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— Mark Dantonio has always said he will play the best players.

It hasn't mattered what class a player is in, how many starts they've had or what they've accomplished in the past.

As he says often, "We have to live in the moment."

And for junior safety RJ Williamson, that moment as a starter appeared to have passed. After a rough start to the season, Williamson was replaced in the starting lineup by true freshman Montae Nicholson in the Big Ten opener against Nebraska.

"It was hard," Williamson admitted. "I wanted to be out there, but life goes on. Everybody faces adversity. The ones who can persevere through that and keep pushing through those hard times make a great man and a great player. I just kept my head held high. I knew I was a better player than I was showing. I knew my time would come around and I would get another chance out there and I would have to make the best of it."

That chance just happened to come last week against Michigan.

Nicholson hadn't done anything especially wrong, but Williamson had upped his play in practice and in what had become limited time in games that the coaching staff moved him back in the starting lineup.

And in the third quarter, he intercepted a Devin Gardner pass and returned it 29 yards for a touchdown that essentially put the Wolverines away.

"I had the opportunity to compete and help this ball club win games," Williamson said after the game. "When you're playing with a leader like Kurtis Drummond next to you, you get yourself in the right positions to make plays. It felt good to come out here and get this win."

It was a defining moment for Williamson, who never felt sorry for himself during his time coming off the bench. In fact, much of his time was spent mentoring Nicholson, something the coaching staff praised Williamson for.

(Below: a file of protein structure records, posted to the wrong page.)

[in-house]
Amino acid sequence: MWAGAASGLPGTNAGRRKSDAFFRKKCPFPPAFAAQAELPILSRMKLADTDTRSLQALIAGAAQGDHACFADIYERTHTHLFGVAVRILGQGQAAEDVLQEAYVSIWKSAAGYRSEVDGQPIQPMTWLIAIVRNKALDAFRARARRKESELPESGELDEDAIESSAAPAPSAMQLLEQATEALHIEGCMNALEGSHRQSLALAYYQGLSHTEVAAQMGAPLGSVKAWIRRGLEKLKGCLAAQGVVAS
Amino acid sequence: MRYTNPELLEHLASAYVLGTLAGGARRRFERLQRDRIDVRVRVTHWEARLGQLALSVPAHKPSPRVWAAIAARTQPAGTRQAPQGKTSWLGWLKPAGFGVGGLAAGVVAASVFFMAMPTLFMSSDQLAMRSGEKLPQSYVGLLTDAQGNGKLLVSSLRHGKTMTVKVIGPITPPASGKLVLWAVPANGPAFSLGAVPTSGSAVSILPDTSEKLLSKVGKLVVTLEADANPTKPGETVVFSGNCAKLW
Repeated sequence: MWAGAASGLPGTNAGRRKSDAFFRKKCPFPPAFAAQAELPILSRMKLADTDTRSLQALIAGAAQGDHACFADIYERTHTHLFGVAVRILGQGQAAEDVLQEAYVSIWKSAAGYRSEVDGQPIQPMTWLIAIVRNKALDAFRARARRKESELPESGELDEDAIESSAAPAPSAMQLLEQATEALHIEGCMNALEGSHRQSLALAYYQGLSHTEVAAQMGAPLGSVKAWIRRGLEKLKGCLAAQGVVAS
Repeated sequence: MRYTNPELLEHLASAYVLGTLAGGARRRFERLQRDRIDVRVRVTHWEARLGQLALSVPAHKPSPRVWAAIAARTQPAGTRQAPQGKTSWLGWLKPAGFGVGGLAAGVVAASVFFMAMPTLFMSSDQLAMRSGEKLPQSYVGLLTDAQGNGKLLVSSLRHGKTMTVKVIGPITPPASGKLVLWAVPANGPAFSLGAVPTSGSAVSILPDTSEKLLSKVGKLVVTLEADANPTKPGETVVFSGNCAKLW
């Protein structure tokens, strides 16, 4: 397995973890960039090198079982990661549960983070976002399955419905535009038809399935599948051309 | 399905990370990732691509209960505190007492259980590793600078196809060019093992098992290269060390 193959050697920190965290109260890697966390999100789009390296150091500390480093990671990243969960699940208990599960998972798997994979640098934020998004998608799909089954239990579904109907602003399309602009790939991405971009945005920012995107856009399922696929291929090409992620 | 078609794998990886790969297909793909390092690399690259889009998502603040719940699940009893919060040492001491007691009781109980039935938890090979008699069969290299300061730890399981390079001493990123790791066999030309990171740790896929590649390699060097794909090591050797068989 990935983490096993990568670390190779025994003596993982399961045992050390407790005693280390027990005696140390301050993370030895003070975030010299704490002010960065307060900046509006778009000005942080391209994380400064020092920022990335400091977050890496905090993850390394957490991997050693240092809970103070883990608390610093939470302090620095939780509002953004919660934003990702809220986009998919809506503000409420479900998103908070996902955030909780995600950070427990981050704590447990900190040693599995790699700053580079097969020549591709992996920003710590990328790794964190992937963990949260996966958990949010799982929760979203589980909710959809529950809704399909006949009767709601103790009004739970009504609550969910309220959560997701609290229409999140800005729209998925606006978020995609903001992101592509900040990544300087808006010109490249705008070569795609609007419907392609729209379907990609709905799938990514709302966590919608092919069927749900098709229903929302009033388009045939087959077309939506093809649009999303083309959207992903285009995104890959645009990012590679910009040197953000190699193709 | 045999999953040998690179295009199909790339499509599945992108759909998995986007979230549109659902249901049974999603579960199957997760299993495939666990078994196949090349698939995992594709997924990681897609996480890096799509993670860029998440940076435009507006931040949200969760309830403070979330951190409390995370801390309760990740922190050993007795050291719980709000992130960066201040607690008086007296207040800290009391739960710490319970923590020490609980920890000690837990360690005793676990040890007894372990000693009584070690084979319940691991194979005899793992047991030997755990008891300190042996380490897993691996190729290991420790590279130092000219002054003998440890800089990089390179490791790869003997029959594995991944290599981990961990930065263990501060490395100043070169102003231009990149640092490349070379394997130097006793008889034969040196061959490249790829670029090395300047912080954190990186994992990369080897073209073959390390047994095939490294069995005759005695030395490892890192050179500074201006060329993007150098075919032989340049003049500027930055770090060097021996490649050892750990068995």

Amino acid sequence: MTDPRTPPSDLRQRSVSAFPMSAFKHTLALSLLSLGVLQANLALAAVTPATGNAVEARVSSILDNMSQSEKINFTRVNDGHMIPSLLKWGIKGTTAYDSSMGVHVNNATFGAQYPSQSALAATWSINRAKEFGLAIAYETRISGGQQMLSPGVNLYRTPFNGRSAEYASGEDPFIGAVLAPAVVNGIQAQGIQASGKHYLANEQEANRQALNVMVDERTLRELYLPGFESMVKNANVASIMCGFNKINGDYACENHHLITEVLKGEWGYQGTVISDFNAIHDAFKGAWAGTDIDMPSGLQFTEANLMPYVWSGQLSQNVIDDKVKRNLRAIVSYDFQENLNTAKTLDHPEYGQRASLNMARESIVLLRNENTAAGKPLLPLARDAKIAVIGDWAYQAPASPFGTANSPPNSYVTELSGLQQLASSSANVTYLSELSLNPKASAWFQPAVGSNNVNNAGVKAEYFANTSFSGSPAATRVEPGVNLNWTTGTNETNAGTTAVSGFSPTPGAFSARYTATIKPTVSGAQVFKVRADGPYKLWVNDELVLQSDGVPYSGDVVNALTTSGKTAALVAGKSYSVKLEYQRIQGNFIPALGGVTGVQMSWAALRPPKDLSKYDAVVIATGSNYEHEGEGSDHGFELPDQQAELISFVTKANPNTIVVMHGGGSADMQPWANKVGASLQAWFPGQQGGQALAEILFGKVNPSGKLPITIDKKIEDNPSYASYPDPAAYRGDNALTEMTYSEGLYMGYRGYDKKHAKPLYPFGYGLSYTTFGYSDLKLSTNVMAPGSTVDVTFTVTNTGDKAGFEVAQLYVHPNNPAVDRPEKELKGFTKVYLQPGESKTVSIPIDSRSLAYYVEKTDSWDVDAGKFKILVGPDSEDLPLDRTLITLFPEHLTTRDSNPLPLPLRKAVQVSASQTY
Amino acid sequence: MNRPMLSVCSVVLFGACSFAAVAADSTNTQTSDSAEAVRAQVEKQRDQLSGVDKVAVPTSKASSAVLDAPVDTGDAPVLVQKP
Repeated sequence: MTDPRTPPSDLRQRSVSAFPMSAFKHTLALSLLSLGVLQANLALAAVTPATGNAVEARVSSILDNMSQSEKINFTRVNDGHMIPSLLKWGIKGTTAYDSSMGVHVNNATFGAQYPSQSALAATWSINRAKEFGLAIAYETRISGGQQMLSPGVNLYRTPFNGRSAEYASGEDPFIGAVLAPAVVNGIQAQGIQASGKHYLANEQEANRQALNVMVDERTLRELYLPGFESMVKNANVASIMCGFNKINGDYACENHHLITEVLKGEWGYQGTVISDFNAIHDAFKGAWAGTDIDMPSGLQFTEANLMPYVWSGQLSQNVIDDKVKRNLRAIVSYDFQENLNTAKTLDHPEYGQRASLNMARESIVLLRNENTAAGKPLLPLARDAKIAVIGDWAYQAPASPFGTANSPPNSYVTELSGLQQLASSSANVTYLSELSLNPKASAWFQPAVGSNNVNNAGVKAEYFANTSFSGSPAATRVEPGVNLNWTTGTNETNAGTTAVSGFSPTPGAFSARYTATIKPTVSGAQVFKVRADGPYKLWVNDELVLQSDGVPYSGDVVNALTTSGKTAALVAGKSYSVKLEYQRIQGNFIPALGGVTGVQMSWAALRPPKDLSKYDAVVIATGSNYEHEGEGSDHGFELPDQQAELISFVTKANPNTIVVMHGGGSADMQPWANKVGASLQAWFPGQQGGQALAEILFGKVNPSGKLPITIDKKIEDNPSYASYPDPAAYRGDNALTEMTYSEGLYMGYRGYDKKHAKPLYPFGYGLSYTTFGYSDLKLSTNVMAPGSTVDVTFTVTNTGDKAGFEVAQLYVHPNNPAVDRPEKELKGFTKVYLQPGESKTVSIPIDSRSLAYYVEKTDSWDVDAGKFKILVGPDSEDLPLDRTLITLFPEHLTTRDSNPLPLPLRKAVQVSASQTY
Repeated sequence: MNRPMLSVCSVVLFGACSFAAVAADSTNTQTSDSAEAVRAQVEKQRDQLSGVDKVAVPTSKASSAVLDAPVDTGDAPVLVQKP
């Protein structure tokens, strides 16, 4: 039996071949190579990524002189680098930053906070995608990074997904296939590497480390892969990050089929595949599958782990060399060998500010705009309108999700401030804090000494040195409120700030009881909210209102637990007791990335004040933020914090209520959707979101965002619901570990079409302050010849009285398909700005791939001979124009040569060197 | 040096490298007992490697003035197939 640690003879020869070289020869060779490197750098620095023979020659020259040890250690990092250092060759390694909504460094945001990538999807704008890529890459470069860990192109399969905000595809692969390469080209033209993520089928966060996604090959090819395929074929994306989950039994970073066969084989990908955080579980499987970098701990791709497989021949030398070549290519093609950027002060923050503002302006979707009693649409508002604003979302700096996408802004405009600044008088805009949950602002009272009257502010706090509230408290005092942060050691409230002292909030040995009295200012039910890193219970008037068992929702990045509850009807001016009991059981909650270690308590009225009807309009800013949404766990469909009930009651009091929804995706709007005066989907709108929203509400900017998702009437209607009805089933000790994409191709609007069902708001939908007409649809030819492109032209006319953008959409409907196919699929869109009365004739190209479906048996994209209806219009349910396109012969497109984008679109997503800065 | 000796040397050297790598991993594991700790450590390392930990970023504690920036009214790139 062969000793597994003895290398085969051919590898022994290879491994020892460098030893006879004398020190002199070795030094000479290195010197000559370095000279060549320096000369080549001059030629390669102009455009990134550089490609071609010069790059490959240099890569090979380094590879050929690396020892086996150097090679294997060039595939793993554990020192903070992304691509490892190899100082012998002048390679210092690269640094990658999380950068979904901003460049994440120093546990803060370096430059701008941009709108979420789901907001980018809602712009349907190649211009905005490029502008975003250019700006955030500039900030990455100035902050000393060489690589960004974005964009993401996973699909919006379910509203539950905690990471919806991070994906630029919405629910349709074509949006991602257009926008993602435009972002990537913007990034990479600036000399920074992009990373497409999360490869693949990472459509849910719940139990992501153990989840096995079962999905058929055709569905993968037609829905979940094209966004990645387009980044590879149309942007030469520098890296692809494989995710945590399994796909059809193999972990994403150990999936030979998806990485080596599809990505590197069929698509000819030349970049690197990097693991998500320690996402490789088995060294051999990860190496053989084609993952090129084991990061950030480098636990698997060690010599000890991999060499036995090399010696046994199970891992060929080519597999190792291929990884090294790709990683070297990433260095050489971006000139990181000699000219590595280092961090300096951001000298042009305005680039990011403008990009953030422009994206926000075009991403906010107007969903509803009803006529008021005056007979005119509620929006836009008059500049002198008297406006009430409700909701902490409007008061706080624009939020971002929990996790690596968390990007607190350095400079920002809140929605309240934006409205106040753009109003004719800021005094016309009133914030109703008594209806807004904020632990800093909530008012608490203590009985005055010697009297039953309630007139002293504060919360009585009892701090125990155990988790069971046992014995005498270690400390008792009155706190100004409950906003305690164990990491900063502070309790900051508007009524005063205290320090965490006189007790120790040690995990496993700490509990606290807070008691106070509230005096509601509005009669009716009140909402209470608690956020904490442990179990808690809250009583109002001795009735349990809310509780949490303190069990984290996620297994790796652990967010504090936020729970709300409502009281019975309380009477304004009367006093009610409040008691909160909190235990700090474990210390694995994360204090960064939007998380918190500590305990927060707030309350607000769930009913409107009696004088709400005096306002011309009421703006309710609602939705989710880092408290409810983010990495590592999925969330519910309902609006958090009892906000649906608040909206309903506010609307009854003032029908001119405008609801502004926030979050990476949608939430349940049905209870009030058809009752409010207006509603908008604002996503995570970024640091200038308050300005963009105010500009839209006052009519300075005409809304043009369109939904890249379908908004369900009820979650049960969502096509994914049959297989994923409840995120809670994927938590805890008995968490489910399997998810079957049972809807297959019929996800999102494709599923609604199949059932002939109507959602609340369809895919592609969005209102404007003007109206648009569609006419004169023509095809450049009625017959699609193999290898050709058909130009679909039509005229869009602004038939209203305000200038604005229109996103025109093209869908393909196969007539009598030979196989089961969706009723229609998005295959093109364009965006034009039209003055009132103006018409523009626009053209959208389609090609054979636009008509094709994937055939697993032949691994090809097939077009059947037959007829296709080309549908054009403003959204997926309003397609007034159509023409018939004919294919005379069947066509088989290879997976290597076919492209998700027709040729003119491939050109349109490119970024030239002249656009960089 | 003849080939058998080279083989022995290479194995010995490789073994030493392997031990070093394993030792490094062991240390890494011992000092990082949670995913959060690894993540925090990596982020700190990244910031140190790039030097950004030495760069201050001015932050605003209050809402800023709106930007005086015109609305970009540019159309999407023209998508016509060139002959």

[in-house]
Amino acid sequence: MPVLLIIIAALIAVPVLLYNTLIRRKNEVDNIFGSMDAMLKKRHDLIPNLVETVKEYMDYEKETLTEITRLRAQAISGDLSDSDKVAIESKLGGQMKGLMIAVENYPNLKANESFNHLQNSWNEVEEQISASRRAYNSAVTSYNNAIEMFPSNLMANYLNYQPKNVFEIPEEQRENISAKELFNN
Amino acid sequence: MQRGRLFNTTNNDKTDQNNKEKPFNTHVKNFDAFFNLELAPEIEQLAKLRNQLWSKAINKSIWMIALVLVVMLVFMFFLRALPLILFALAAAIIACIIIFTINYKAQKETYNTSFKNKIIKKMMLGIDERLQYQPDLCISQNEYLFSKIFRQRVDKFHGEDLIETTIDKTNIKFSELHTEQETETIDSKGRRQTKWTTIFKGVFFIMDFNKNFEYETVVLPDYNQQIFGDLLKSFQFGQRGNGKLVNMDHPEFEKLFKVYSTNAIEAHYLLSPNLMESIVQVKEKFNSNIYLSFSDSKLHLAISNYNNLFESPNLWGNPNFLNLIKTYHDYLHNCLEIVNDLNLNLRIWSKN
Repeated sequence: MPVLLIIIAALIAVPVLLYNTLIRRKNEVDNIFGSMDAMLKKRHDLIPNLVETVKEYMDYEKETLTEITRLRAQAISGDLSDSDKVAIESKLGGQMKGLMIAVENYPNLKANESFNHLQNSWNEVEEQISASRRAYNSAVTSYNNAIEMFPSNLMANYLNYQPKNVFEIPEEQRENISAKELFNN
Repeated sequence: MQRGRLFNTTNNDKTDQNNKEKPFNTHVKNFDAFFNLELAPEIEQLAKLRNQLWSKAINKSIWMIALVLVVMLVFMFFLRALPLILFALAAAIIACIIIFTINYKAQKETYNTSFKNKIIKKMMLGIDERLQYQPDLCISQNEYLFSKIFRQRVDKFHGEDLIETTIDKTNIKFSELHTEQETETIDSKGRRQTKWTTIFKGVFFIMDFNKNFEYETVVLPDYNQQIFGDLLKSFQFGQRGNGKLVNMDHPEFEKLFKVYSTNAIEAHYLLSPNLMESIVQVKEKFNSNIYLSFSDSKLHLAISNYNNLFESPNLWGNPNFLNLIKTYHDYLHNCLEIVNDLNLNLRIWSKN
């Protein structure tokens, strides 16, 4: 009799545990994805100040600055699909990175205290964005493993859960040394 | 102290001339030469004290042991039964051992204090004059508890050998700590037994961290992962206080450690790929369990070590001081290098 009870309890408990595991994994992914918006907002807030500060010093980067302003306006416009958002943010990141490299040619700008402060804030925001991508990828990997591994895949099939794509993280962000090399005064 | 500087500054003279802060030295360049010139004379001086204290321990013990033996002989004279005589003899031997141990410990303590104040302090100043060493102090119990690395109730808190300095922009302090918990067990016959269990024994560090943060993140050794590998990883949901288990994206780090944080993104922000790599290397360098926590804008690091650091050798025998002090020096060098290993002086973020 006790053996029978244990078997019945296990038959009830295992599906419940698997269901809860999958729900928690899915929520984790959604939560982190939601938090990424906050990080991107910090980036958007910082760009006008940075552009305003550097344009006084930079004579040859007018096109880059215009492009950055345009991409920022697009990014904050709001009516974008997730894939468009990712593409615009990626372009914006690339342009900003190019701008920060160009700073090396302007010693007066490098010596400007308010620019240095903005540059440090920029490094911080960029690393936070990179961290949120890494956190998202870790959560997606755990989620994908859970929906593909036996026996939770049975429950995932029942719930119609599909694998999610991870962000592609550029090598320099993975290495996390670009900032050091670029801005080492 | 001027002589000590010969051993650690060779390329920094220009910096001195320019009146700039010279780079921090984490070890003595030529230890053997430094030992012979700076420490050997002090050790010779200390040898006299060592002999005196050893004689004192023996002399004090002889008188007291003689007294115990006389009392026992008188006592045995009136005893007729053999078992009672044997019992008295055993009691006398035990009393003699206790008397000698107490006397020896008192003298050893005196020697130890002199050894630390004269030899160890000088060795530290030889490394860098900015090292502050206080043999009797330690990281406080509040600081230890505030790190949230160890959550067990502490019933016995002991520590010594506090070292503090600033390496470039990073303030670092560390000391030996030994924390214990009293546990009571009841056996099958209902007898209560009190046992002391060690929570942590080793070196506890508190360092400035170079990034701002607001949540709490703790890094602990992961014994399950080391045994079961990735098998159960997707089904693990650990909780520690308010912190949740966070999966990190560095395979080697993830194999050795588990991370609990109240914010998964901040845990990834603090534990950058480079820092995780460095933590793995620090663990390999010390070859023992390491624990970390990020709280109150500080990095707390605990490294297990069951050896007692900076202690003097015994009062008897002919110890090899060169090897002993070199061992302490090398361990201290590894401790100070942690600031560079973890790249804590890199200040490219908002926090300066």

"At the end of the day, we are a team," Williamson said. "We're all trying to achieve one goal — that Big Ten championship, bowl game wins, whatever it is. We need each and everybody doing the right thing at the right time to make that happen. Just because I wasn't a starter I was still able to play. … Whether (Nicholson) asked me or not I was trying to help him out throughout the game, throughout practice and I wanted the best for him."

While Nicholson was playing well, Williamson was also leaning on Drummond, one of his closest friends and a fellow safety.

They had been through the same type of position battle two years ago with each other and Jairus Jones, a battle Drummond ultimately won.

And as Williamson was fighting to get back in the starting lineup, Drummond did what he could to help, constantly encouraging Williamson. And when the two were back on the field last week, it produced one of their best games as they combined for 10 tackles, two pass breakups, the interception and a tackle for loss.

"It was only difficult because how close of friends me and RJ are," Drummond said. "We've been around each other since he's been on campus and just the type of friendship we have off the field and the type of chemistry we have, it is fun to play together."

It was evident last week and the Spartans hope that continues over the final four games of the regular season.

"He just kept himself about business, continued to try to improve," Dantonio said of Williamson. "I think he's lost a little bit of weight, he's moving quicker out there and also I think his confidence is high. He understands what to do and he understands the magnitude of it. He's confident."

mcharboneau@detroitnews.com

twitter.com/mattcharboneau

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